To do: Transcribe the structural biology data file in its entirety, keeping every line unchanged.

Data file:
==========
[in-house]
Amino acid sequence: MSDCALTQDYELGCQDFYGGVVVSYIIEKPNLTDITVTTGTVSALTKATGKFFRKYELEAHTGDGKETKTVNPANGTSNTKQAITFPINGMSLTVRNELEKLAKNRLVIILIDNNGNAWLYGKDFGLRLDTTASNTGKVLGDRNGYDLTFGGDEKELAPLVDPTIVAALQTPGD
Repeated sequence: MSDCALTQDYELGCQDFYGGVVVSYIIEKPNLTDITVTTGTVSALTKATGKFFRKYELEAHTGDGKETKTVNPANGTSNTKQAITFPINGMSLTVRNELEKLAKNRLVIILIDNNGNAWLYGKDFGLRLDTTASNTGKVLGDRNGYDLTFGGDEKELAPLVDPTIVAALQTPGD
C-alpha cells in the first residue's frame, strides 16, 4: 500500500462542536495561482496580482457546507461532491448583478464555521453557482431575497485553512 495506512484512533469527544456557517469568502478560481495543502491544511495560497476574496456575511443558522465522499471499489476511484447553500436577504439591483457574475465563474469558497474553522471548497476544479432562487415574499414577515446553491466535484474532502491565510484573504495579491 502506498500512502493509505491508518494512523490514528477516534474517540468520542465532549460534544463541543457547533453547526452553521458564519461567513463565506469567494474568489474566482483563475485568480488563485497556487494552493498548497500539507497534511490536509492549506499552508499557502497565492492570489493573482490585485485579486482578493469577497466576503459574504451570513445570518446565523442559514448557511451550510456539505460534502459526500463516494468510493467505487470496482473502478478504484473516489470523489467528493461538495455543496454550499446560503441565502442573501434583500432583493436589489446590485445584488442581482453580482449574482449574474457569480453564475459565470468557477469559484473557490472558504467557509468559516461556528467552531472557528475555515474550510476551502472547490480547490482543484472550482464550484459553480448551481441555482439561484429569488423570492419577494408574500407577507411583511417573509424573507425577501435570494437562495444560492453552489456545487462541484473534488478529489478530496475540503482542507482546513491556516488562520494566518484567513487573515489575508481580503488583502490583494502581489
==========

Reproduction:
[in-house]
Amino acid sequence: MSDCALTQDYELGCQDFYGGVVVSYIIEKPNLTDITVTTGTVSALTKATGKFFRKYELEAHTGDGKETKTVNPANGTSNTKQAITFPINGMSLTVRNELEKLAKNRLVIILIDNNGNAWLYGKDFGLRLDTTASNTGKVLGDRNGYDLTFGGDEKELAPLVDPTIVAALQTPGD
Repeated sequence: MSDCALTQDYELGCQDFYGGVVVSYIIEKPNLTDITVTTGTVSALTKATGKFFRKYELEAHTGDGKETKTVNPANGTSNTKQAITFPINGMSLTVRNELEKLAKNRLVIILIDNNGNAWLYGKDFGLRLDTTASNTGKVLGDRNGYDLTFGGDEKELAPLVDPTIVAALQTPGD
C-alpha cells in the first residue's frame, strides 16, 4: 500500500462542536495561482496580482457546507461532491448583478464555521453557482431575497485553512 495506512484512533469527544456557517469568502478560481495543502491544511495560497476574496456575511443558522465522499471499489476511484447553500436577504439591483457574475465563474469558497474553522471548497476544479432562487415574499414577515446553491466535484474532502491565510484573504495579491 502506498500512502493509505491508518494512523490514528477516534474517540468520542465532549460534544463541543457547533453547526452553521458564519461567513463565506469567494474568489474566482483563475485568480488563485497556487494552493498548497500539507497534511490536509492549506499552508499557502497565492492570489493573482490585485485579486482578493469577497466576503459574504451570513445570518446565523442559514448557511451550510456539505460534502459526500463516494468510493467505487470496482473502478478504484473516489470523489467528493461538495455543496454550499446560503441565502442573501434583500432583493436589489446590485445584488442581482453580482449574482449574474457569480453564475459565470468557477469559484473557490472558504467557509468559516461556528467552531472557528475555515474550510476551502472547490480547490482543484472550482464550484459553480448551481441555482439561484429569488423570492419577494408574500407577507411583511417573509424573507425577501435570494437562495444560492453552489456545487462541484473534488478529489478530496475540503482542507482546513491556516488562520494566518484567513487573515489575508481580503488583502490583494502581489